Maybe it was the CBS camera on top of the home plate umpire's mask. Maybe it was the prospect of getting 90 minutes of national TV time when the game is replayed on the Fourth of July. Maybe it was the way Jim Perry, a spring chicken of 50, was bringing some pretty respectable fastballs and nickel curves to home plate, rather than the sort of junk usually seen in Old Timers games.

Or maybe it was that new, suspicious baseball.

Anyway, something woke up Hank Aaron, who's 53 and now fits both Babe Ruth's shoes and his pants, and Dick Allen, who's been retired for 10 years. In the first inning, Allen smoked a liner 410 feet over the center field fence in RFK Stadium. That came moments after Aaron poked a homer that probably would have gone over the old legitimate left field fence in RFK.

That awoke the animal spirits. Suddenly, sprained backs and two weeks' worth of liniment rubs were of no concern. The call to arms had been sounded. Who could fail to answer?

The National League led the Old Timers Classic in RFK Stadium, 11-0, after two innings last night. Nice safe lead in a five-inning game, wouldn't you say? Especially since scores the last five years haven't been astronomical -- on the order of 7-2, 5-3, 9-4 and 7-3. Two innings later, the American League led, 18-11. Simple as nine runs in the third and nine more in the fourth. The final: 24-11. Who says the ball's not jacked up? The oldsters used top-quality Rawlings balls all night, though not the same model as the majors.

"That game was one of the damnedest things I ever saw in baseball," said Boog Powell. "Bunch of old guys hitting rockets like that. We got excited."

What difference did it make if the plate was 20 feet further back, away from the fences, than it was in Senators' days? Sure, left field was cheap all night -- 275 feet down the line, but center and right were a belt-and-a-half.

Powell homered off the wall in right under the mezzanine. Dick McAuliffe went far over the right-center barrier. "I hit the devil out of mine," said Powell, "and McAuliffe's was a monster. It's that lively ball, just like I've been saying all season. If I'd played with this ball, shoot, I don't know how many I'd have hit -- 70, maybe 80. What the hell, you can't prove I wouldn't have."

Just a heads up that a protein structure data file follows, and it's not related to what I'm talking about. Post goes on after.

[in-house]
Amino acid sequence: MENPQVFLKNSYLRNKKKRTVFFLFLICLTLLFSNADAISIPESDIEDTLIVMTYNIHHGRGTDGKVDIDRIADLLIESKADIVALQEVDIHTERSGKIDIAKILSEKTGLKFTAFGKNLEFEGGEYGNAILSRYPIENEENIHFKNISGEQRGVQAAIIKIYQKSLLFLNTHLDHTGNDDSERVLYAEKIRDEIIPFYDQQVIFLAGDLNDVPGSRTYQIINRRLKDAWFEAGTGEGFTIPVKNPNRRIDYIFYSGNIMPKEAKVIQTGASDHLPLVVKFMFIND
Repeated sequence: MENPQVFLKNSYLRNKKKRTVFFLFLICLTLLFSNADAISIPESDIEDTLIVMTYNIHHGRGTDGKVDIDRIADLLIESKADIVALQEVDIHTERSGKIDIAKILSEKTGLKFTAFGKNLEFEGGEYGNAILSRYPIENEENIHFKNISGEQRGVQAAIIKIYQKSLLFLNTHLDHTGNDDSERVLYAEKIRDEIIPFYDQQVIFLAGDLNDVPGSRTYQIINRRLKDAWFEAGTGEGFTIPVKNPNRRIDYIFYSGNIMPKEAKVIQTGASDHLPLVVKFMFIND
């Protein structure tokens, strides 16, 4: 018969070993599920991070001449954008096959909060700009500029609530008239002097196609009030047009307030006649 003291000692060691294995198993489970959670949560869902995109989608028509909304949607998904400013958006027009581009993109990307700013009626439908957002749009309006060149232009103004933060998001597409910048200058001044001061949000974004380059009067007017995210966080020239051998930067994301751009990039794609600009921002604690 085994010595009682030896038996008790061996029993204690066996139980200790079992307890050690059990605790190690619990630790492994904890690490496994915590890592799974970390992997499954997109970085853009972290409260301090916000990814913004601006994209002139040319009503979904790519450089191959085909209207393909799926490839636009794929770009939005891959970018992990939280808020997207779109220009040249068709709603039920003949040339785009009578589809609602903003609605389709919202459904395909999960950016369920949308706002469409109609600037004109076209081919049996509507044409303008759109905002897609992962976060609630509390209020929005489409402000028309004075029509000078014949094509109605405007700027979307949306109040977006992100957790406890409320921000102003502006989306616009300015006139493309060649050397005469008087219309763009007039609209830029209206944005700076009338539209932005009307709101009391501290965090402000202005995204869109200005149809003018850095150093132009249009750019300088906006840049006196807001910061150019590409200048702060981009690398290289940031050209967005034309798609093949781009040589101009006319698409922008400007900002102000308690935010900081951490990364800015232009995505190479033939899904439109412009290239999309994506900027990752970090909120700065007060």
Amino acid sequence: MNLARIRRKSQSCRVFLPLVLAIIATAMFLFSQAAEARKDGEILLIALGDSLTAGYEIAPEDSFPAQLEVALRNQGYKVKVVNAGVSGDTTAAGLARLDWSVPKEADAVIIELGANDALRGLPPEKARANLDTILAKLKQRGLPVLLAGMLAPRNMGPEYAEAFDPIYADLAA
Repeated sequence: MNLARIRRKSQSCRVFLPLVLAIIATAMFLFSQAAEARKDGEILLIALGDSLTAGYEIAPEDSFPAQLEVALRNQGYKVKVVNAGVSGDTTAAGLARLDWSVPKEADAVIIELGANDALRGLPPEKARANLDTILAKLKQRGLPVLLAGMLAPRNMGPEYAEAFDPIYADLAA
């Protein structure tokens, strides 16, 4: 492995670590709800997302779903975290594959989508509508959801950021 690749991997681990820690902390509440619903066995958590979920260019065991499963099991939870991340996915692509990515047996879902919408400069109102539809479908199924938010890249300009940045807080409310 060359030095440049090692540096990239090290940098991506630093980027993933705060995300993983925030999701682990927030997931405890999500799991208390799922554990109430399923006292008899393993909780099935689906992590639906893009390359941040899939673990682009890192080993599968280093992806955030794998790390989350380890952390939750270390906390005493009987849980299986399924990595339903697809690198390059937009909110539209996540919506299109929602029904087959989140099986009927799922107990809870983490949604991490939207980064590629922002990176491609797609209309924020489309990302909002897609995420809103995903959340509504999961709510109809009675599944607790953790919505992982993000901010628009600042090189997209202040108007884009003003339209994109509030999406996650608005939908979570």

Willie Horton hit three homers to left, one a really bona fide shot that almost reached the upper deck down the line. It would have from the old home plate. Rocky Colavito (two homers), Orlando Cepeda and (even he couldn't believe it) Roy McMillan hit home runs also. However, when Catfish Hunter, the great pitcher not batsman, hit a 400-foot shot over the center field fence, it was time for a horsehide autopsy.

"They kept asking me how I got so strong after I retired," said Hunter. "I told 'em, 'Farming isn't easy work.' "

Warren Spahn and Bob Feller, Jim and Gaylord Perry, Catfish Hunter and Jim Bunning discovered last night the sort of misery that big league pitchers have suffered in the homer year of '87 as 13 balls flew over the fences.

"It isn't like there's no competition out there," said Colavito. "The pitchers change up, spin one {throw a curve} now and then."

If many were talking about rabbit balls before this game, almost everybody was afterward. "I'm not convinced it's the ball," said Bob Feller. "There's no moral victory anymore in avoiding the strikeout. So everybody goes to the plate and takes three big swings. Nothing wrong with that. The hitters aren't dumb. It's like Willie Sutton said when they asked him why he robbed banks. He said, 'That's where the money is.' Home runs are where the money is."

In pursuit of exotic explanations, Bill Freehan may have set some sort of overland record. "It's not that hitters are lifting more weights. There were always strength programs and big guys," said the former Detroit catcher. "Baseball goes through cycles. One factor is that the Midwest had an amazingly dry and warm April and May. In towns like Detroit, Cincinnati, Cleveland, Chicago, you couldn't hit the ball out of the park until June. All these guys got off to good home run starts, their confidence is high and they feed off it."

After his three home runs, Horton could only mutter, "I wish it had been that easy when I was playing." Teased Harmon Killebrew, "It might be. Something's going on with that ball."

"Wouldn't have mattered to me," countered Hunter. "Did you see all the home runs I gave up, anyway? Actually, all I wanted to know about a hitter is, 'Where is his power?' Once I knew that, I pitched the way I wanted in all the other parts of the plate. The ball doesn't have much to do with that. You get hurt when you throw it to their strength." And not many pitchers put a Hunter premium on that knowledge. But they may have to start learning.

Despite the fireworks, the play that delighted many American Leaguers most was a double rundown with men trapped off first base and third. It went (approximately) 9-4-3-6-3-5-2. Men approaching 60 years of age were suddenly running everywhere, backing up the correct bases, faking throws, catching a glimpse of the runner off third out of the corner of their eyes.

"Power doesn't win as many games as people think," said Freehan, "and defense wins a lot more."

That may have been true in many another year. But in 1987, old truths are no longer held to be self-evident. When the tiny McMillan, who couldn't reach the fences in his prime, goes deep at the age of 57, everybody wonders.

"Maybe," said Feller, born in 1918, "it's time to raise the mound again."